Brady F. Anderson

The Defining Decade

My Notes

Weak ties to others are how you land jobs and create interesting opportunities. Your closest family and friends are your best resources, but they only have so many resources and connections to draw upon. You can set yourself up for success by area by reaching out to weaker connections which increases your surface area to access help, advice, career connections, lucky breaks, and experiences outside of your comfort zone

Be specific with your questions when talking with weaker connections (especially with networking). People don’t want to go out of their way just to hear some generic bs “what you’re supposed to ask” type of question.

Young adults must answer three big questions: what to do for a living, who to be with, and where to live. Certainty about one of these gives you the ability to narrow your focus and decision-making on the others. 

Young people can often make a few assumptions that inform their choices and how they judge themselves: that they need to spend a lot of time searching for things they want in their life, that time with friends should come before time with family, and that adventure away from your hometown is essential. Not that these are necessarily wrong, but they aren’t necessarily right for everyone either. It can feel alien to act in ways that challenge these assumptions.

Some in their twenties struggle to start a career out of fear of submitting to the status quo. They suffer from viewing saying yes to one opportunity as limiting their life. I call this infinite perceived opportunity cost. Opportunity cost captures the value of the next best alternative, not the combined value of all possible alternatives. You can’t have and do everything, so making a choice to start building momentum toward better opportunities is imperative.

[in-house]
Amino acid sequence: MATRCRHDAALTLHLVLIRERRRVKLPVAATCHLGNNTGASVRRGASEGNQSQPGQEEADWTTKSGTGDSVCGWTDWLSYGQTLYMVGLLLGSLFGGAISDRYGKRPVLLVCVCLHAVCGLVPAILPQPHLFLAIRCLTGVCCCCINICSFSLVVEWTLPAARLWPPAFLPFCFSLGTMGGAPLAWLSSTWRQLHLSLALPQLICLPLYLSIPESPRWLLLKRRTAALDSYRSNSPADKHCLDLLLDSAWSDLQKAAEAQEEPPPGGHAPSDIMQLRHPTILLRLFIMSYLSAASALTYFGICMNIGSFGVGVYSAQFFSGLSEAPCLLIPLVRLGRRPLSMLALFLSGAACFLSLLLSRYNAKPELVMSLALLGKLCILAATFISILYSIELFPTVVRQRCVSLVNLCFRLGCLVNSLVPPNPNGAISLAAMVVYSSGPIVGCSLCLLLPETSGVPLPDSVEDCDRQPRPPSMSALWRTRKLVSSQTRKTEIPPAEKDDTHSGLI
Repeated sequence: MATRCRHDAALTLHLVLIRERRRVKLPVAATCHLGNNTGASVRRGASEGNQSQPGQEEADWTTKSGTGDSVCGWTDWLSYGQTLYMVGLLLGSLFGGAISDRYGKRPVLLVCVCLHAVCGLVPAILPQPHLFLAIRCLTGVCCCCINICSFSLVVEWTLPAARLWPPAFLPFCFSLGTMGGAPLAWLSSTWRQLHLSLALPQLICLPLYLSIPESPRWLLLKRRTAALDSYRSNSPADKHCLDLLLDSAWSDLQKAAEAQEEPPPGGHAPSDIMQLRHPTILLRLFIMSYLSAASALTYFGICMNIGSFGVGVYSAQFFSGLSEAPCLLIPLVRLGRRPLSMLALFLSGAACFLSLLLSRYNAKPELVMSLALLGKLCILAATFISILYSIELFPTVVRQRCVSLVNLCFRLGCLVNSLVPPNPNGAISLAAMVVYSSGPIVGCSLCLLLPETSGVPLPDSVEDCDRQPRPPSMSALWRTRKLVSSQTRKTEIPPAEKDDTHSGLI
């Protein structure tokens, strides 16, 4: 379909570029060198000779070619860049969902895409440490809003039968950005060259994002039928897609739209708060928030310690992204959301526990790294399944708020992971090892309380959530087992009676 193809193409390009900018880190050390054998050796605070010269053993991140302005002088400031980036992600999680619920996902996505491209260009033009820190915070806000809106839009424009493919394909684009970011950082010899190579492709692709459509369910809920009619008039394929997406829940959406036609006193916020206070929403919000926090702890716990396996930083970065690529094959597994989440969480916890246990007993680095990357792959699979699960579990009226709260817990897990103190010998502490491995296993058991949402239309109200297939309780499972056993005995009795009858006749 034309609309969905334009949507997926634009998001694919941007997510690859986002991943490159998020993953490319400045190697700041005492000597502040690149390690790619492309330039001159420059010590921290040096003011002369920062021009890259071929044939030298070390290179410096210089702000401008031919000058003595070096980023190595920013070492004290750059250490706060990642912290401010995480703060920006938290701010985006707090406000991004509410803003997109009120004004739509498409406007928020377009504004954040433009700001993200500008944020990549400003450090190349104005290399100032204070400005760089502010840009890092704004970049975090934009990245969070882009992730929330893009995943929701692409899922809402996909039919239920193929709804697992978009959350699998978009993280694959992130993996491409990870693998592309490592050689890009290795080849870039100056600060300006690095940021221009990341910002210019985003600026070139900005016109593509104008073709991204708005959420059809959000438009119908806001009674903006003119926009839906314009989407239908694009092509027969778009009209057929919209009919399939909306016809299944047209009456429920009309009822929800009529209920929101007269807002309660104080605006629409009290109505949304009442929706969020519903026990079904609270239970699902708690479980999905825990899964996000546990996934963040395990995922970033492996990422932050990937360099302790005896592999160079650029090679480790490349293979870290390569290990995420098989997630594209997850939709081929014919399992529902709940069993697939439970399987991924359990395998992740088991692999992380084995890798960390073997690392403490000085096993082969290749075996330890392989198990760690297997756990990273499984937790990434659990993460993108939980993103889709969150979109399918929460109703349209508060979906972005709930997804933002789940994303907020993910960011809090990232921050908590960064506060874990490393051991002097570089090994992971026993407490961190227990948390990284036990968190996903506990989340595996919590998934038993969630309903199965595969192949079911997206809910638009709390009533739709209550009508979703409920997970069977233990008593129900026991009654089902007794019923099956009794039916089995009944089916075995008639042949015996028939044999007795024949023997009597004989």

Starting with unsexy work experience doesn’t have to be frightening. Cars, bikes, and just about everything come with some standard parts before you can modify them to your liking.

Interviewers buy into individuals with an articulate, compelling story about who they are.

Interviewers realize that their job may not be a dream job and that most don’t realize where their lives will be in five years. The real burden of an interview is to convince the firm that the job makes much more sense than just convenience.

60% of people in their twenties are looking for love and a committed relationship, despite what popular culture says.

After 25, one’s marriage age does not predict divorce.

Marrying gives people two new chances to form the kind of family they want. They form their own family with their partner and develop new relationships with a whole new extended family. Cherish both opportunities.

A common misperception: living together is a good test for marriage. Cohabitation is often an uncalculated choice and occurs out of convenience. “A life built on top of the “Maybe You’ll Do” of cohabitation simply may not feel as dedicated as a life built on top of the “We Do” of commitment or marriage.” (127)

Imposter syndrome is normal and healthy for early careers. You’re probably underemployed or arrogant if you don’t feel at least a little anxious. Confidence is something to be built

A common belief is that changing your job will change your feelings. This can be the case but isn’t necessarily so.

Use inversion to plan out your life. What do you need to do now to have kids at the age you want, get married at the age you want, retire at the age you want, and change into a different career later on?